I was talking with a client the other day who was interested, and a bit nervous, about starting to do webinars. He asked me if I had any tips on presenting great webinars. I simply said, “Sit at the edge of your seat.”
He thought I was joking and replied, “That is your big tip on presenting webinars, to ‘sit at the edge of my seat’?”
If you’ve read my blog posts about giving webinars or downloaded my guide about presenting webinars, you may have heard this tip about how to sit before. Since he was so dumbfounded by it, I thought I’d share my explanation to him why sitting at the edge of your seat is so important for webinars.
- Your Body Langauge Adds Excitement – Even if your audience can’t see you sitting at the edge of your seat, they can hear it. Much like the old adage that people can hear you smile over the phone, they can tell if you’re excited to present a webinar. Sitting forward allows you to be enthusiastic, while leaning back drops your energy level significantly. If you were talking in person, leaning back would show the audience that you don’t care about the conversation.
- Hands Free – Leaning forward allows you to talk with your hands and be more natural. This freedom for your hands also calms your nerves because it feels normal instead of suppressing your hand gestures by keeping them locked to the armrests.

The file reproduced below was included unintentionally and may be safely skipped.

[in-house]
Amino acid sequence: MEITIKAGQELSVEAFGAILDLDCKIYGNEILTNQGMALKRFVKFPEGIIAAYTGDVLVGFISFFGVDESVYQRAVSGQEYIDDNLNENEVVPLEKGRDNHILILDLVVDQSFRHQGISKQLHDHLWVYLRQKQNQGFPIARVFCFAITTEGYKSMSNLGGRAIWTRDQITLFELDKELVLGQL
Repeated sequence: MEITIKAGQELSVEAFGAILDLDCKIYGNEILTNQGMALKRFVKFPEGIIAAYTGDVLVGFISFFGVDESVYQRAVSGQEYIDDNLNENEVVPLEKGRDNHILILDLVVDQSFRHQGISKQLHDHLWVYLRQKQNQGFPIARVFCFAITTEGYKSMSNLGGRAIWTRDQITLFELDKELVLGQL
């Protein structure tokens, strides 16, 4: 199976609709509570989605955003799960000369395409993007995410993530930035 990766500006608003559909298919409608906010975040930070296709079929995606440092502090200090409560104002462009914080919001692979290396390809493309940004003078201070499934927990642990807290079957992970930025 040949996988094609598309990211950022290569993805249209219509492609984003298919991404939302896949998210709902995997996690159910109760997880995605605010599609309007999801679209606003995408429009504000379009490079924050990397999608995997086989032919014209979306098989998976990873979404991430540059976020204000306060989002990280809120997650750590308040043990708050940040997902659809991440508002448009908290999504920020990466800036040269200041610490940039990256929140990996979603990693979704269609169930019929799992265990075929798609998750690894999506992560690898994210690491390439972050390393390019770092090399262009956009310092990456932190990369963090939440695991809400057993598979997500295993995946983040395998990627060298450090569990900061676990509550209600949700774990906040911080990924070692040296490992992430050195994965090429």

- Vocal Projection – Not only are you closer to the microphone (regardless if you’re using your computer’s internal microphone, a phone, or an external microphone), you’ll also enunciate better sitting up because your back will be straighter. If you lean back, you slouch and your words easily get mumbled.
- Stay Seated – Have you even attended a webinar or been on a conference call and it sounded like the person talking had a bad connection because their voice kept getting louder and then softer? That variance in volume happens when the presenter is pacing. Sitting at the edge of your seat prevents you from pacing [because you’re sitting down] and it prevents you from swiveling too. This part may sound obvious, but you’ll be amazed how many speakers naturally pace when they walk. (No need to “work the stage” when it is a webinar — and pacing is not working the stage anyway!)
- Better Connection – When you’re sitting at the edge of your seat, you feel better connected to the person you’re talking to and your excitement and vocal projection comes through. That same feeling happens via a webinar.
One of the worst things you can do when giving a webinar is to sit back and ramble on because your audience will tune out and log off. They need you to be excited about the topic and to easily be heard, which all happens when you sit at the edge of your seat when presenting webinars.
Now do you get why my #1 tip for delivering great webinars is to sit at the edge of your seat?
If you want to learn more about delivering great webinars, check out my guide on the topic – An Expert Guide to Flawless Webinars.
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